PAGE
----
Sunday, June 21, 2009

Horizons Are Not Limits, They Are Virgin Thresholds

Fig. 1. Joan Miró (1893-1983) - Blue I, 1962

'The blue of the sky, if we were to examine its many image values, would require a long study in which we would see all the types of material imagination being determined according to the basic elements of water, fire, earth, and air. In other words, we could divide poets into four classifications by their response to the single theme of celestial blue:

Those who see in an immobile sky a flowing liquid that comes to life with the smallest cloud.

Those who experience the blue sky as though it were and enormous flame - "searing" blue, as the Comtesse de Noailles describes it.

Those who contemplate the sky as if it were a solidified blue, a painted vault - "compact and hard azure", as the Comtesse de Noailles again says.

Finally those who can truly participate in the aerial nature of celestial blue.

Of course, besides the great poets who instinctively follow these basic inspirations, it would be easy to discover, with such a common image, all the rhymers for whom "blue sky" is always a concept, never a primary image. Poetry about the blue sky suffers an enormous loss on this account. We can almost appreciate Musset's scorn when he called "blue" the stupid colour. In the works of artificial poets, at least, it is the colour of pretentious innocence from which come sapphires or flax blossoms. Such images are not, of course, banned: poetry is just as much the participation of the large in the small as it is the small in the large. But no one experiences this participation by juxtaposing a terrestrial and an aerial name. Only a great poet can discover naturally, without copying a literary example, blue sky in a wildflower.

But, leaving aside the facile polemics against false or worn-out images, I would like to reflect on a fact that has often struck me. As I have read many different kinds of poets, what has surprised me was how rare were the images in which the blue sky was truly aerial. This rarity is due, first of all, to the fact that aerial imagination is much rarer than the imagination of fire, earth, or water. But even more important is the fact that, even when the immense, distant blue infinity is felt by an aerial soul, it needs to be materialised in order to be incorporated into a literary image. The word blue designates, but it does not render. The problem of the image of the blue sky is completely different for the painter than for the poet. For a writer, if the blue sky is not merely a background, if it is a poetic object, only a metaphor can bring it to life. The poet's task is not to translate a colour, but to make us dream the colour. The blue sky is so simple that no one thinks he can oneirise it without materialising it. But this process of materialisation goes too far. The blue sky is made too hard, too glaring, too searing, too compact, too burning, and too brilliant. Often the sky looks at us too fixedly. We attribute too much substance and constancy to it because the soul does not become a part of the life of primary substance. We tonalise the sky's blue by making it "vibrate" like a sonorous crystal, whereas, for truly aerial souls, there is only the sound of a breath. Thus, with excessive intensity, the Comtesse de Noailles writes: "Today the blue is so strong that it blinds you if you look at it too long; it crackles, it whirls, it becomes filled with golden tendrils, with hot frost, with sharp and radiant diamonds, with arrows, with silver flies . . . "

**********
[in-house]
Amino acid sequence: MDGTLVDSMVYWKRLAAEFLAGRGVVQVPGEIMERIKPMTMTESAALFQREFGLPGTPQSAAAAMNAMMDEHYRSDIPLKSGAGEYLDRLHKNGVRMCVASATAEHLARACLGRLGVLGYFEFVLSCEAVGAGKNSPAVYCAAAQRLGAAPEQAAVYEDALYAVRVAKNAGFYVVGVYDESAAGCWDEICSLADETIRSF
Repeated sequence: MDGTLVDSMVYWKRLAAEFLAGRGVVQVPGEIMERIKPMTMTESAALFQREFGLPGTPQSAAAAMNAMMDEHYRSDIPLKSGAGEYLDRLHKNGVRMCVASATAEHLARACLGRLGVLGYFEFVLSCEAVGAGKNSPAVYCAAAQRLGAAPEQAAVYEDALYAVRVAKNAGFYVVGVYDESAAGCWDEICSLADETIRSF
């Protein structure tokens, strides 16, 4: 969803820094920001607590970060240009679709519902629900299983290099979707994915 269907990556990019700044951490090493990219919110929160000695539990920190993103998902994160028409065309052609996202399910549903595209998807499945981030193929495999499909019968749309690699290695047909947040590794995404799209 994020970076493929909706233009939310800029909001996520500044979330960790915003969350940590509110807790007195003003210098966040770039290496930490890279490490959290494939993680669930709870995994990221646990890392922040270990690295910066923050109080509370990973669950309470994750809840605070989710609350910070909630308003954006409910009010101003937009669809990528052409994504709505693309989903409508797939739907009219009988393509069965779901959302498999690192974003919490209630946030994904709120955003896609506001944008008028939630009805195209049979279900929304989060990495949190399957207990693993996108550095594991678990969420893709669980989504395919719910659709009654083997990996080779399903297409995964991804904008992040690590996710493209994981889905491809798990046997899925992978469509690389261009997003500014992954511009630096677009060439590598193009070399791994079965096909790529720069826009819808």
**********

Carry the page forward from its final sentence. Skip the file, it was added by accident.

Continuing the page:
The hallmark of what is truly aerial is to be found, in my opinion, in another direction. It is, in fact, based on the dynamics of dematerialisation. the substantial imagination of air is truly active only on a dynamics of dematerialisation. The blue of the sky is aerial when it is dreamed as a colour that pales a bit, like a pallor that seeks finesse, a finesse that we imagine as yielding beneath our fingers like a delicate fabric as we caress, in Paul Valéry's words:

The mysterious texture of the utmost height.

That is when the blue sky counsels us to be as calm and as light as it is itself:

The sky above the roof, is
So blue, so calm!

sighs Verlaine from the depths of his prison where he is still under the weight of unforgiven memories. This calm can be filled with melancholy. The dreamer feels that the blue sky will never be a possessed good. "What good are the symbols of a basic and comforting mountaineering since I shall not, this evening, reach the blue, that blue which is so aptly called sky blue?"

But it is by following the scale of dematerialisation of celestial blue that we can see aerial reverie at work. Then we will understand that it is an aerial Einfühlung: the fusion of a dreamer with as undifferentiated a universe as possible, on that is blue and gentle, infinite and formless, with a minimum of substance.'

Gaston Bachelard